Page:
China said Wednesday that the Philippines is violating maritime law by claiming a shoal in the South China Sea and dismissed Manila's request to take the dispute to an international court.
"We believe it runs counter to historical facts and violates the law," said Liu Weimin, a spokesman for the Foreign Ministry.
Philippine navy and Chinese maritime patrol vessels engaged in a standoff last week over a fishing incident near the Scarborough shoal in the South China Sea, an area both sides claim as sovereign territory.
Liu said China had "lodged solemn representations" with the Philippines and that Fu Ying, a vice foreign minister, had called in the Philippine envoy on Wednesday over the issue.
The Philippines plans to seek resolution in an international court, arguing that the shoal is well within the country's 370-kilometer (230-mile) exclusive economic zone that is recognized under the U.N. Convention on the Law of the Sea.
Liu said the Philippines is violating international law by using the U.N. convention to call into question sovereignty over the territory, known as Huangyan island in Chinese.
"China has sufficient legal evidence for its jurisdiction over the Huangyan island. China was the earliest to discover and name the island, and has included it on maps and exercised its sovereignty over it ever since," Liu said.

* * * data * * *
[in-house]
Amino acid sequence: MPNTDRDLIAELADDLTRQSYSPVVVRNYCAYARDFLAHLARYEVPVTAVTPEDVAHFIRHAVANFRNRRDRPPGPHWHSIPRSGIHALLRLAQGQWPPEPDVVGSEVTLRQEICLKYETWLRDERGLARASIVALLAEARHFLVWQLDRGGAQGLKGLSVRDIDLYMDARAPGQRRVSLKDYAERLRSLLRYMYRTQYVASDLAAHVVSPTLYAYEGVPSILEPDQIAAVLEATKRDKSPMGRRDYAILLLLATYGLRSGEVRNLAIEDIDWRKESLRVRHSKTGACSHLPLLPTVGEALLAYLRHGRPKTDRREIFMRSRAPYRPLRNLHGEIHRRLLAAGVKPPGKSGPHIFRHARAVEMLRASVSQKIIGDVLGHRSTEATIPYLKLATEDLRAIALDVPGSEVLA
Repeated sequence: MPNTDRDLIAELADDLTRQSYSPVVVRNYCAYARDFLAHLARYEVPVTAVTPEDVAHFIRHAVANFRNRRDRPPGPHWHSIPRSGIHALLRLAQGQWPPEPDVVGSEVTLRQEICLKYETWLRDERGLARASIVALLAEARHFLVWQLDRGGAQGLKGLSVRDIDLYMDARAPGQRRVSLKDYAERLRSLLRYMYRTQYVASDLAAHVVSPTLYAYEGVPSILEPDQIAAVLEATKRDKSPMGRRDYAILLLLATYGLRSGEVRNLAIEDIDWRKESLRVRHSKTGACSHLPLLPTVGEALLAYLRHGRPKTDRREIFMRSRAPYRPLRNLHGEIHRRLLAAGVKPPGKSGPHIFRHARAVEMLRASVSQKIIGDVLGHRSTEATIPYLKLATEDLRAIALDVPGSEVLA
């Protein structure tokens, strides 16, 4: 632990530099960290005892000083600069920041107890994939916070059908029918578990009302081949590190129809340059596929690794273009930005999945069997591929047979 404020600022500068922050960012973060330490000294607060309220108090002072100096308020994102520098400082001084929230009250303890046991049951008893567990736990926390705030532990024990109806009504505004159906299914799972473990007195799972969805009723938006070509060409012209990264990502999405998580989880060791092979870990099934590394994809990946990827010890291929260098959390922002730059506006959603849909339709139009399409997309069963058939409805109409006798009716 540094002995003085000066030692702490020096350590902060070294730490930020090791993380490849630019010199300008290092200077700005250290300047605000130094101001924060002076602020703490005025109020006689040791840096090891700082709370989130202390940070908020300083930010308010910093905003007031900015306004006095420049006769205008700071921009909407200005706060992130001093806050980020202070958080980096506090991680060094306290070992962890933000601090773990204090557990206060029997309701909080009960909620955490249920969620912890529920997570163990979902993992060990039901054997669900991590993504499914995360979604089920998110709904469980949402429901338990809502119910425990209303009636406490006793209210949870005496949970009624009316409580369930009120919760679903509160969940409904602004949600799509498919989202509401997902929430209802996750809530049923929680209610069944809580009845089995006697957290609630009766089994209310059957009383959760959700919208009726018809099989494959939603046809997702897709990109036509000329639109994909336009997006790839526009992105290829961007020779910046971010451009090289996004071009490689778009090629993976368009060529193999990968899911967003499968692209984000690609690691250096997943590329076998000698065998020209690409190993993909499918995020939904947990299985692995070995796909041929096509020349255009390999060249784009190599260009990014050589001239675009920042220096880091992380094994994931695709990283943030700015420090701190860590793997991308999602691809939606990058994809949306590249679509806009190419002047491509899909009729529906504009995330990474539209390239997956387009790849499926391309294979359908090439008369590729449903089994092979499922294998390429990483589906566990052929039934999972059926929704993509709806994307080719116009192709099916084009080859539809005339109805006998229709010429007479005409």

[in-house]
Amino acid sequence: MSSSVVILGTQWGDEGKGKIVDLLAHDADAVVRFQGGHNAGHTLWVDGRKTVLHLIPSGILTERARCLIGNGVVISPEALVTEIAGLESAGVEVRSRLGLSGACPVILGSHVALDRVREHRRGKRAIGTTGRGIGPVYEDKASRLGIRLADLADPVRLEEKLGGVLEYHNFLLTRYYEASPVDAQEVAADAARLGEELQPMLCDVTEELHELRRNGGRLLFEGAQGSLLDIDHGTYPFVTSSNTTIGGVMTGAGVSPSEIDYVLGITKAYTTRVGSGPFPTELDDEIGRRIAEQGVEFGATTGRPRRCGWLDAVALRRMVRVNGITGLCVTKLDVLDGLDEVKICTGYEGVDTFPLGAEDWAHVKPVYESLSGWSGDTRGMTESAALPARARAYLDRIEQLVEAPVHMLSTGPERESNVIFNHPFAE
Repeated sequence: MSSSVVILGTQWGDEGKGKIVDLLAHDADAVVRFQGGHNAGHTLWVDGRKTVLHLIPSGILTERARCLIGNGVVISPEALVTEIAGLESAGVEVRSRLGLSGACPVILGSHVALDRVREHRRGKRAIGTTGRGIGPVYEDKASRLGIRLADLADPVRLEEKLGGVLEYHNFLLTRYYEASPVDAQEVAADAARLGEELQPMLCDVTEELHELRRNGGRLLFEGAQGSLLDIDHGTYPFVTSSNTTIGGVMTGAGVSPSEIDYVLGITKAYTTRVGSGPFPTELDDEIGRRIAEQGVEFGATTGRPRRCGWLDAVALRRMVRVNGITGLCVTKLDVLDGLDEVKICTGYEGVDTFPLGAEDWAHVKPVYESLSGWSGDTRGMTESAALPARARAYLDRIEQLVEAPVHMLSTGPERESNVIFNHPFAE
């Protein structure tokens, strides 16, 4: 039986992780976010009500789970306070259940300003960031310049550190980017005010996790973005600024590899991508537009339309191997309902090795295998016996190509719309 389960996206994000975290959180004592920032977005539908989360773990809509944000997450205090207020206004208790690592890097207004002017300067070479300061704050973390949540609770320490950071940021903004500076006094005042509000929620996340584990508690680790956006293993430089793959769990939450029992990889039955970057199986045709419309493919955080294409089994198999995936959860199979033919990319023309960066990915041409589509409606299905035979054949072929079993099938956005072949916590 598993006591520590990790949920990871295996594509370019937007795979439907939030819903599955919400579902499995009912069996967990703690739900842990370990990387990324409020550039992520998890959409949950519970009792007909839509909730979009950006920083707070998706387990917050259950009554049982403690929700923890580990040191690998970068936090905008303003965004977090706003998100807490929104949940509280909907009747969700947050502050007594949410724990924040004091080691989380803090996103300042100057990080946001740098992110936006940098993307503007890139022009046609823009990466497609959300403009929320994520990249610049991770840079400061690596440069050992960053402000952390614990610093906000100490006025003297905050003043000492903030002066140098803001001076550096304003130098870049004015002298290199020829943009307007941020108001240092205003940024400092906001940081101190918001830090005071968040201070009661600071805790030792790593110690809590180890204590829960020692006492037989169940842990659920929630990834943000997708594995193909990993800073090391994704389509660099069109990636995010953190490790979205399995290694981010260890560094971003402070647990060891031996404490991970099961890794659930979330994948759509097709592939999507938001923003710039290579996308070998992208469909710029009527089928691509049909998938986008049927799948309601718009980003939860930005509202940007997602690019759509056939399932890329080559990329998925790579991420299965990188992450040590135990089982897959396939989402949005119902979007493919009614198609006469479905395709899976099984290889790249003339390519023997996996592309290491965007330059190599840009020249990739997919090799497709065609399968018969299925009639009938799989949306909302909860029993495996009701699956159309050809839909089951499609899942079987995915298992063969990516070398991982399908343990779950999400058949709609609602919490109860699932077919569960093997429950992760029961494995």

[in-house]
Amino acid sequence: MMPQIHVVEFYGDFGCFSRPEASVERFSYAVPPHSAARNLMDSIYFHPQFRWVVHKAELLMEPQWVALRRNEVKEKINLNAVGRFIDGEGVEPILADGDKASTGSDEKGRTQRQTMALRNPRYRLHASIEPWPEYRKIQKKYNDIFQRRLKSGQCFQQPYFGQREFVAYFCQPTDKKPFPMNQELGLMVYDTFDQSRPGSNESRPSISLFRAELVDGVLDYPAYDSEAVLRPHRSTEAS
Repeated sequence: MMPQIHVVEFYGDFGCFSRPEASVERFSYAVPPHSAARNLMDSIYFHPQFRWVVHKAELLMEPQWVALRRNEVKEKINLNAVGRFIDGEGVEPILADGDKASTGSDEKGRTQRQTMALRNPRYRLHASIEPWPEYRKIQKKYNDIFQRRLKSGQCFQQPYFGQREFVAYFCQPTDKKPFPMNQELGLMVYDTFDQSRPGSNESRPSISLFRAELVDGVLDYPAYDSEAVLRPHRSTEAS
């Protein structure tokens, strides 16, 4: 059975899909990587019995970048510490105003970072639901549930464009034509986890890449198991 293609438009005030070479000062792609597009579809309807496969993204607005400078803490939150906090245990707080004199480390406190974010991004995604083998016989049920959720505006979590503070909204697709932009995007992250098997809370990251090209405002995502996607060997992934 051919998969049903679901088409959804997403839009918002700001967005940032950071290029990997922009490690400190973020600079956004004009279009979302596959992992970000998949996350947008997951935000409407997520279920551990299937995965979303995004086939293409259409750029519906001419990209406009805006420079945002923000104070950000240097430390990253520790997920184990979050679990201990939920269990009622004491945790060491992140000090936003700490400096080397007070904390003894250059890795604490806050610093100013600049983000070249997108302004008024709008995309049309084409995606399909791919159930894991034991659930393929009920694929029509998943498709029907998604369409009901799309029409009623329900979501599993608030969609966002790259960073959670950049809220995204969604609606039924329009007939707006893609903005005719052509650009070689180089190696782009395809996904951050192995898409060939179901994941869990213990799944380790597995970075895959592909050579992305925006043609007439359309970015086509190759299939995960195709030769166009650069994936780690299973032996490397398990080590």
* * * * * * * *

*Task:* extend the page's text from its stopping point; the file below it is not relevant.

Liu said that the Philippines never objected to China's territorial control of the shoal before 1997 and that its claim now is "completely baseless."
A Philippine government statement on Wednesday contradicted Liu's remarks, saying it has effectively occupied and exercised jurisdiction over the shoal _ which it calls Bajo de Masinloc, or Panatag shoal _ for decades.
A map published in 1734 showed the shoal was part of the northwestern Philippine province of Zambales, the government said, adding that a Philippine flag and lighthouse were erected on Scarborough islets in 1965.
U.S. and Philippine warships engaged in defense exercises at the shoal when American forces maintained a naval base in Zambales, the government said. The shoal "is an integral part of the Philippine territory" and Chinese vessels in the area are committing "serious violation of the Philippines' sovereignty and maritime jurisdiction," it said.
The shoal is among numerous islands, reefs and coral outcrops in the South China Sea claimed by China, the Philippines and other nations for their potential oil and gas deposits, rich fishing grounds and proximity to busy commercial sea lanes.
The controversy flared on April 10 when two Chinese ships prevented a Philippine warship from arresting several Chinese fishermen who were accused of illegal entry and poaching. The fishermen slipped away from the shoal over the weekend, angering Philippine officials.
Manila lodged a protest with China on Monday, accusing one of the Chinese ships and an aircraft of harassing a Philippine-registered yacht that was conducting archaeological research in the shoal.
Liu said tensions started to ease after bilateral talks.
"We hope that the Philippines can stay with their commitment and pull back their ships as soon as possible, and resume peace and stability in waters near the Huangyan island," Liu said.